Expected vs. Perceived
We have all had an experience in our lives where reality didn’t meet our expectation, from online dating to online shopping there is a chance what you encounter is far from what you had expected. Some times these difference are subtle and you accept them as a part of the experience and other times they are so drastic they make you question everything in life. That may be a little overdramatic when we are discussing optics, like we are today, but when your hard earned money is on the line you expect to get what you paid for.
In order to educate ourselves and also you, our customers we set out to test the Field of View (FOV) of the long range glassing setups currently available on the market today. FOV is always measured at 1000 yards and the measurement is given in feet. Was our test the most scientific, no. Our test was recorded in real world conditions and was designed to look at true perceived FOV of the optics we had available. Are our eyes different than yours, they are, but even with that factored into the equation we honestly believe this test was a true representation of perceived vs. reality.
In an undisclosed location in central Arizona we mapped out a vantage point that would allow us to look in a straight line out to 1000 yards, the typical distance FOV is measured at. With the optics set up on a good vantage point, Cody drove across the valley to the one thousand yard mark to set up our target. Using a vehicle as our constant and a 2x4 with orange marking tape as our moving sightline we effectively measured the true usable FOV of the optics we had for the test. Placing the right edge of the optic with the bumper of the truck in my far right view through the optic, I instructed Cody to walk away from the the truck until I could no longer see him in my sight picture, once there he would take short steps back toward the truck until he was barely visible on the far left of my sight picture. In doing the test in this manor we were able to accurately determine the perceived FOV and compare it to the claimed FOV from the manufacturer.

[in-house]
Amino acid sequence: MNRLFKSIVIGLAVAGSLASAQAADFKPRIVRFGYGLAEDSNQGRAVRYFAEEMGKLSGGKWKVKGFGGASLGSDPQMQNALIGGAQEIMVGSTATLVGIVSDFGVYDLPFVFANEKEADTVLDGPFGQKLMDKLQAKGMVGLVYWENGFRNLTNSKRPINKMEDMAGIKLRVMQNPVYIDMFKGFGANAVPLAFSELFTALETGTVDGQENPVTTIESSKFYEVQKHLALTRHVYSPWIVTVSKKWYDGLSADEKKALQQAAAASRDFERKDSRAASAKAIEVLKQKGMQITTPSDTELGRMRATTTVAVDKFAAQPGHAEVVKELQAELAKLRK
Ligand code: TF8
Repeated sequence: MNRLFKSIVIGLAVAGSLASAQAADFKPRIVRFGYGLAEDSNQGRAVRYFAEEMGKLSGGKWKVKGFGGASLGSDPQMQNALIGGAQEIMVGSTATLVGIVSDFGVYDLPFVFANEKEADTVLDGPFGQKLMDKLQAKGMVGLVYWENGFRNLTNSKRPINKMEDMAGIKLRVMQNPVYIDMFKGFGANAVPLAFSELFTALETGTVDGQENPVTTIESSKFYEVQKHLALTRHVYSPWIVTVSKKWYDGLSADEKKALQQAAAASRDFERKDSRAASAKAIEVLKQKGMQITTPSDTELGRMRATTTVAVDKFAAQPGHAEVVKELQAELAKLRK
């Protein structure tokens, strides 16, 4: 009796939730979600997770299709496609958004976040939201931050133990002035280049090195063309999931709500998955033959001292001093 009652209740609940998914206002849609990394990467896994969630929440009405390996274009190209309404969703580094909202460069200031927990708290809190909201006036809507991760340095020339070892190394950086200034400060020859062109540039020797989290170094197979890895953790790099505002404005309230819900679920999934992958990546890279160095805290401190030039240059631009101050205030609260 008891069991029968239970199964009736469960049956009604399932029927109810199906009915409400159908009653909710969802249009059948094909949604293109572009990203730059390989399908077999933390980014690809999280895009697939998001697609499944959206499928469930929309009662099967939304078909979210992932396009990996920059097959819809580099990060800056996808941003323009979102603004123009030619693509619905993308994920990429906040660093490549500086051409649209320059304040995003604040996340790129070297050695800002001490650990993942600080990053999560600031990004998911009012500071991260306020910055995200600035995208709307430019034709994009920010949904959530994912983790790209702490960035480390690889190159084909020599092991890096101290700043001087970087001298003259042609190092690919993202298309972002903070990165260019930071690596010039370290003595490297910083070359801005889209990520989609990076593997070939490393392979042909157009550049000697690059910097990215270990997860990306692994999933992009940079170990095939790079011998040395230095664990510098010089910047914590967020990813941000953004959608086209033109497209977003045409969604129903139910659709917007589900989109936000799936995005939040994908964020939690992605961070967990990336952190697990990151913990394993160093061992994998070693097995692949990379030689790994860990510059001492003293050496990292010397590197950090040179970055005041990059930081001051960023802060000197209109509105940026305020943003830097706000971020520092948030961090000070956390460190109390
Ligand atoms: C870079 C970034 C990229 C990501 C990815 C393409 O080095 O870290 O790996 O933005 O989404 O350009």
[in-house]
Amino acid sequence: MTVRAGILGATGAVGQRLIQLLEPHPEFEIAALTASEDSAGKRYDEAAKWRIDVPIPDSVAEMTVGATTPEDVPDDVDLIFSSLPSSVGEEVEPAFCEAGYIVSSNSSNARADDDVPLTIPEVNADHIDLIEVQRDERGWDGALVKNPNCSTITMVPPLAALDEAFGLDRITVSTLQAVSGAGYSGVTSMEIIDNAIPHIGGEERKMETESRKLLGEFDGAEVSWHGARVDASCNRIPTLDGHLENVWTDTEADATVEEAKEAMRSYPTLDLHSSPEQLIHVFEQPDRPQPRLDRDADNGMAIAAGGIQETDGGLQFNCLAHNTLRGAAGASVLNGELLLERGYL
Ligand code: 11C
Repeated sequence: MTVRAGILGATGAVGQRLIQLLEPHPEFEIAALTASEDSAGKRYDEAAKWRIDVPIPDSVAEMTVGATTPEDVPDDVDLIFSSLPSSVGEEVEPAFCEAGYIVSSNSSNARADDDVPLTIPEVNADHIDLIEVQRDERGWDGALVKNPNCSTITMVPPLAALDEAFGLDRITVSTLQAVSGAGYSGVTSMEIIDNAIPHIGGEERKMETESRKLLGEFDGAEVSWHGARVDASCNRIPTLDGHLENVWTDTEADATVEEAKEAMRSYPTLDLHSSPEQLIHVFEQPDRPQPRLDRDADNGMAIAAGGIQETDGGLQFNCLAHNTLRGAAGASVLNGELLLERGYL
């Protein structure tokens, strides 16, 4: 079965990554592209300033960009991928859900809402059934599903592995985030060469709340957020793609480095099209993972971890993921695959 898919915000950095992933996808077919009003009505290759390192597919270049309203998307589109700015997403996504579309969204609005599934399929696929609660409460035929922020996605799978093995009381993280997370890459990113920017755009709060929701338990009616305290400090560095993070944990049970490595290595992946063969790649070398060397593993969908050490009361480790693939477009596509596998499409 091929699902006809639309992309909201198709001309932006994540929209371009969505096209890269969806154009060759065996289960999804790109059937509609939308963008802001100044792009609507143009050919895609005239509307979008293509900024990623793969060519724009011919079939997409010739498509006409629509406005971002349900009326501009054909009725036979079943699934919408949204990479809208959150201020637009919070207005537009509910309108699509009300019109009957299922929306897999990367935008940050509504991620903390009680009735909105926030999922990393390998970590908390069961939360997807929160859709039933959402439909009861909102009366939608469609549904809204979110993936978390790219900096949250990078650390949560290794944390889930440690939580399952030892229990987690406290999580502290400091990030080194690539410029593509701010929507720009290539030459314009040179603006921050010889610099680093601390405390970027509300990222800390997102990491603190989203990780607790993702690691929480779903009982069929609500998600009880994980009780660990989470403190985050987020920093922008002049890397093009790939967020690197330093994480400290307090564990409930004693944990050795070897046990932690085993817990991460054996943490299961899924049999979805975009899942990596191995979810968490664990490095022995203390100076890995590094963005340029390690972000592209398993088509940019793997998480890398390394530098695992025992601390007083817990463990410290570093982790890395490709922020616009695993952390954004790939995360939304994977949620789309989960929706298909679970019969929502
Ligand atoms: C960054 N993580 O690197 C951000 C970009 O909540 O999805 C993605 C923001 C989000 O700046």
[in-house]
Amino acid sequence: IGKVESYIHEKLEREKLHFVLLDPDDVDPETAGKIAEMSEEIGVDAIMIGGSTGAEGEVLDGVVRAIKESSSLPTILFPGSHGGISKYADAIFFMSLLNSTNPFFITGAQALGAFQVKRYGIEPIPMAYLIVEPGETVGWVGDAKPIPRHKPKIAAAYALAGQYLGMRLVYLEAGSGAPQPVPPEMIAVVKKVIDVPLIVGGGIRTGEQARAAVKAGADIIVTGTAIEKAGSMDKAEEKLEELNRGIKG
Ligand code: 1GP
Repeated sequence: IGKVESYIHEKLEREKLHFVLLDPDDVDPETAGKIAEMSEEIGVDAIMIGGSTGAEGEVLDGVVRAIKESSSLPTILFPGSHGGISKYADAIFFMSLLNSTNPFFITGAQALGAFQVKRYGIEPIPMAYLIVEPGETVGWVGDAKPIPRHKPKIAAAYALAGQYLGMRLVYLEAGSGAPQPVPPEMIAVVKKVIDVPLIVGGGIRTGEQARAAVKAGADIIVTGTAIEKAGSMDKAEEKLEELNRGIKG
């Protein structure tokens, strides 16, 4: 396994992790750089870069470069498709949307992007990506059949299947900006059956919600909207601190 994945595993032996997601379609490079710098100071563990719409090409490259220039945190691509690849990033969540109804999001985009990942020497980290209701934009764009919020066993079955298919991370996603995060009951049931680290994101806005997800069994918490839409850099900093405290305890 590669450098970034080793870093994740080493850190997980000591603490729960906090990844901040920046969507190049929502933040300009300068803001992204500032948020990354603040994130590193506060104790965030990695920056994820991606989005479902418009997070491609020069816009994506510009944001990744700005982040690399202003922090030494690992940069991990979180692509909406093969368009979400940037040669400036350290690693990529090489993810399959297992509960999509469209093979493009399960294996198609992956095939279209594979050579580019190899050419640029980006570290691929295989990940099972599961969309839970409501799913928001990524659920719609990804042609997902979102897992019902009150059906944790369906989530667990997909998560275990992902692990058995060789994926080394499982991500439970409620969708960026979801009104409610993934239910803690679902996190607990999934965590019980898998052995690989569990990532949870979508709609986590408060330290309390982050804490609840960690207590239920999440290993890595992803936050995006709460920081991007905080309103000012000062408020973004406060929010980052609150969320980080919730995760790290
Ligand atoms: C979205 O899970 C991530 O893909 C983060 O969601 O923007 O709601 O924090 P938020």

In this test we set out to compare all of the big glass offerings on the market today, and with the help of some of our friends that is exactly what we did! We had the newest Docter ED 40x80, the Kowa Highlander 32x82 Fluorite model, the Swarovski BTX 65, 85, and 95, the Twin Swarovski STS 25-50x65 HD spotters, and as a bonus the Swarovski STX 95. Having all this big glass in one spot at the same time allowed for us to accurately test them on an equal field.
At last what you have all been waiting for, the numbers!
FOV Claimed FOV Measured FOV Diff.
Docter ED 40x80 SWA- 126 ft. 87 ft. 39 ft.
Kowa Highlander 32x82- 116 ft. 108 ft . 8 ft
BTX 95 35x95- 96 ft. 87 ft. 9 ft.
BTX 85 30x85- 112 ft. 102 ft. 10 ft.
BTX 65 30x65- 112 ft. 102 ft. 10 ft.
Twin STS 65 25-50x65— 126 ft. 117 ft. 9 ft.
STX 95 30-70x95— 104 ft. 90 ft. 14 ft.
(We tested all of these optics at their lowest magnification.)
If you spend a lot of time behind big optics glassing the west you understand how important glassing at extended ranges is a normal part of the hunt, and being able to cover ground efficiently is a must! We weren’t surprised with our findings because after spending hours in the field behind all of this glass, we were expecting to see a difference in the claimed FOV vs reality. Stay tuned for further comparisons and we will go further in depth on all of these offerings in reference to clarity, light transmission, and ease of use in the field in later comparisons.